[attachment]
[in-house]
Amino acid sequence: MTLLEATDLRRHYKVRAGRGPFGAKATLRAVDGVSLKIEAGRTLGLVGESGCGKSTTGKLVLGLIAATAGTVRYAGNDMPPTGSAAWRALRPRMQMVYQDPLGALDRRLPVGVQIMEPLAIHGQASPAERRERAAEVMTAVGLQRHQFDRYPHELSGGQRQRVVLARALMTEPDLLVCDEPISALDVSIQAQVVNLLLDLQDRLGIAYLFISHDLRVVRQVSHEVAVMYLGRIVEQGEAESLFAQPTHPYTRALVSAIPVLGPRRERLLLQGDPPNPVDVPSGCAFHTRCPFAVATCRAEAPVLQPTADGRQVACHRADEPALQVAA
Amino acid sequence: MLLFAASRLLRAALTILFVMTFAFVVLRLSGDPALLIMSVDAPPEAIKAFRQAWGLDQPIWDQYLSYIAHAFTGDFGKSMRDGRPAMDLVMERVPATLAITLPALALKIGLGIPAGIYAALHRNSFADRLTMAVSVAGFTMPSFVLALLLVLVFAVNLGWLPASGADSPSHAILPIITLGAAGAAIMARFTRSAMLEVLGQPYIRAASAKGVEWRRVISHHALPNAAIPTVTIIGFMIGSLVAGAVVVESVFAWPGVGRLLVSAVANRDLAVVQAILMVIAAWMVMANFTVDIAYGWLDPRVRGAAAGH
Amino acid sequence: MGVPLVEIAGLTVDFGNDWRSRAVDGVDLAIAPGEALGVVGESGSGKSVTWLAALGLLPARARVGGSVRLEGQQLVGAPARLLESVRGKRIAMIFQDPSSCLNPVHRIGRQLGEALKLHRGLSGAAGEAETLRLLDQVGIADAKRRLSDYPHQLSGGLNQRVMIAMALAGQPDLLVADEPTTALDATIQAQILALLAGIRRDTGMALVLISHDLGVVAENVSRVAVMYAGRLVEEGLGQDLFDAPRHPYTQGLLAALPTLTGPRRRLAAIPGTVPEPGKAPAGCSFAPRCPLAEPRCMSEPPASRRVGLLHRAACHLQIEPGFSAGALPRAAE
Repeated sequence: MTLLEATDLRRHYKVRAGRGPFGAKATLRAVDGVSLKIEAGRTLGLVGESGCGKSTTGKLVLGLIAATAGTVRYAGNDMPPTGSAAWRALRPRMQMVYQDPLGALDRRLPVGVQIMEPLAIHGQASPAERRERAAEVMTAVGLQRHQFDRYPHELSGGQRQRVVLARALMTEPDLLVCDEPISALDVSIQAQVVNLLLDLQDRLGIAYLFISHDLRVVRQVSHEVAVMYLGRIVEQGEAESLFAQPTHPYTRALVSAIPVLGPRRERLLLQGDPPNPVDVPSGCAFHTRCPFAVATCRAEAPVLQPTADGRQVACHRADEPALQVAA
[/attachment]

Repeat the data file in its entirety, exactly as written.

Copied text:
[in-house]
Amino acid sequence: MTLLEATDLRRHYKVRAGRGPFGAKATLRAVDGVSLKIEAGRTLGLVGESGCGKSTTGKLVLGLIAATAGTVRYAGNDMPPTGSAAWRALRPRMQMVYQDPLGALDRRLPVGVQIMEPLAIHGQASPAERRERAAEVMTAVGLQRHQFDRYPHELSGGQRQRVVLARALMTEPDLLVCDEPISALDVSIQAQVVNLLLDLQDRLGIAYLFISHDLRVVRQVSHEVAVMYLGRIVEQGEAESLFAQPTHPYTRALVSAIPVLGPRRERLLLQGDPPNPVDVPSGCAFHTRCPFAVATCRAEAPVLQPTADGRQVACHRADEPALQVAA
Amino acid sequence: MLLFAASRLLRAALTILFVMTFAFVVLRLSGDPALLIMSVDAPPEAIKAFRQAWGLDQPIWDQYLSYIAHAFTGDFGKSMRDGRPAMDLVMERVPATLAITLPALALKIGLGIPAGIYAALHRNSFADRLTMAVSVAGFTMPSFVLALLLVLVFAVNLGWLPASGADSPSHAILPIITLGAAGAAIMARFTRSAMLEVLGQPYIRAASAKGVEWRRVISHHALPNAAIPTVTIIGFMIGSLVAGAVVVESVFAWPGVGRLLVSAVANRDLAVVQAILMVIAAWMVMANFTVDIAYGWLDPRVRGAAAGH
Amino acid sequence: MGVPLVEIAGLTVDFGNDWRSRAVDGVDLAIAPGEALGVVGESGSGKSVTWLAALGLLPARARVGGSVRLEGQQLVGAPARLLESVRGKRIAMIFQDPSSCLNPVHRIGRQLGEALKLHRGLSGAAGEAETLRLLDQVGIADAKRRLSDYPHQLSGGLNQRVMIAMALAGQPDLLVADEPTTALDATIQAQILALLAGIRRDTGMALVLISHDLGVVAENVSRVAVMYAGRLVEEGLGQDLFDAPRHPYTQGLLAALPTLTGPRRRLAAIPGTVPEPGKAPAGCSFAPRCPLAEPRCMSEPPASRRVGLLHRAACHLQIEPGFSAGALPRAAE
Repeated sequence: MTLLEATDLRRHYKVRAGRGPFGAKATLRAVDGVSLKIEAGRTLGLVGESGCGKSTTGKLVLGLIAATAGTVRYAGNDMPPTGSAAWRALRPRMQMVYQDPLGALDRRLPVGVQIMEPLAIHGQASPAERRERAAEVMTAVGLQRHQFDRYPHELSGGQRQRVVLARALMTEPDLLVCDEPISALDVSIQAQVVNLLLDLQDRLGIAYLFISHDLRVVRQVSHEVAVMYLGRIVEQGEAESLFAQPTHPYTRALVSAIPVLGPRRERLLLQGDPPNPVDVPSGCAFHTRCPFAVATCRAEAPVLQPTADGRQVACHRADEPALQVAA